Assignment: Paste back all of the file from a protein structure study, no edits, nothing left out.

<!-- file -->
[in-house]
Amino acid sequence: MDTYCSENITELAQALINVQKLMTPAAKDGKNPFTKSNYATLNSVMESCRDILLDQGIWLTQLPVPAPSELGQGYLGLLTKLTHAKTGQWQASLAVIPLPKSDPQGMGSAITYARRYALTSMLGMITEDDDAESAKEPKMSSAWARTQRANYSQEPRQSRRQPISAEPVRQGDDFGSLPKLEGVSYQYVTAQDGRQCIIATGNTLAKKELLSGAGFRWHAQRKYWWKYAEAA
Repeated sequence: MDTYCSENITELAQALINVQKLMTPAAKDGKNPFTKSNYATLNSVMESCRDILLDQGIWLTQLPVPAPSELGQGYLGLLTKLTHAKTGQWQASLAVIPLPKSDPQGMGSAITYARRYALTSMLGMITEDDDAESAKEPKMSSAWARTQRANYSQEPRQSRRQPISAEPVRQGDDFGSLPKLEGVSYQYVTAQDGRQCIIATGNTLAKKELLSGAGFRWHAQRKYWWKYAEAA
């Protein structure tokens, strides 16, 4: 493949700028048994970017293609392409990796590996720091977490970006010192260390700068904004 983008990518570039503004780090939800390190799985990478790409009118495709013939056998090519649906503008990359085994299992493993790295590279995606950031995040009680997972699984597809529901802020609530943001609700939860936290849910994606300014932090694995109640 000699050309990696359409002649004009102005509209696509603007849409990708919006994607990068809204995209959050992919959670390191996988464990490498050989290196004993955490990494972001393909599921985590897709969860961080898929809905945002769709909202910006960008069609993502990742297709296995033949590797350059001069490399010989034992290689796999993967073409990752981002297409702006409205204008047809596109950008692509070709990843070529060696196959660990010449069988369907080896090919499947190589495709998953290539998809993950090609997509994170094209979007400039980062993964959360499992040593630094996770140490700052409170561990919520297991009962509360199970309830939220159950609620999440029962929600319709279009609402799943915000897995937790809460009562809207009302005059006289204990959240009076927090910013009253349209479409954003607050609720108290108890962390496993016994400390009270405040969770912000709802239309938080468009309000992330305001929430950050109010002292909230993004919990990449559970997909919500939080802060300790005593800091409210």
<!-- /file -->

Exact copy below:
[in-house]
Amino acid sequence: MDTYCSENITELAQALINVQKLMTPAAKDGKNPFTKSNYATLNSVMESCRDILLDQGIWLTQLPVPAPSELGQGYLGLLTKLTHAKTGQWQASLAVIPLPKSDPQGMGSAITYARRYALTSMLGMITEDDDAESAKEPKMSSAWARTQRANYSQEPRQSRRQPISAEPVRQGDDFGSLPKLEGVSYQYVTAQDGRQCIIATGNTLAKKELLSGAGFRWHAQRKYWWKYAEAA
Repeated sequence: MDTYCSENITELAQALINVQKLMTPAAKDGKNPFTKSNYATLNSVMESCRDILLDQGIWLTQLPVPAPSELGQGYLGLLTKLTHAKTGQWQASLAVIPLPKSDPQGMGSAITYARRYALTSMLGMITEDDDAESAKEPKMSSAWARTQRANYSQEPRQSRRQPISAEPVRQGDDFGSLPKLEGVSYQYVTAQDGRQCIIATGNTLAKKELLSGAGFRWHAQRKYWWKYAEAA
């Protein structure tokens, strides 16, 4: 493949700028048994970017293609392409990796590996720091977490970006010192260390700068904004 983008990518570039503004780090939800390190799985990478790409009118495709013939056998090519649906503008990359085994299992493993790295590279995606950031995040009680997972699984597809529901802020609530943001609700939860936290849910994606300014932090694995109640 000699050309990696359409002649004009102005509209696509603007849409990708919006994607990068809204995209959050992919959670390191996988464990490498050989290196004993955490990494972001393909599921985590897709969860961080898929809905945002769709909202910006960008069609993502990742297709296995033949590797350059001069490399010989034992290689796999993967073409990752981002297409702006409205204008047809596109950008692509070709990843070529060696196959660990010449069988369907080896090919499947190589495709998953290539998809993950090609997509994170094209979007400039980062993964959360499992040593630094996770140490700052409170561990919520297991009962509360199970309830939220159950609620999440029962929600319709279009609402799943915000897995937790809460009562809207009302005059006289204990959240009076927090910013009253349209479409954003607050609720108290108890962390496993016994400390009270405040969770912000709802239309938080468009309000992330305001929430950050109010002292909230993004919990990449559970997909919500939080802060300790005593800091409210």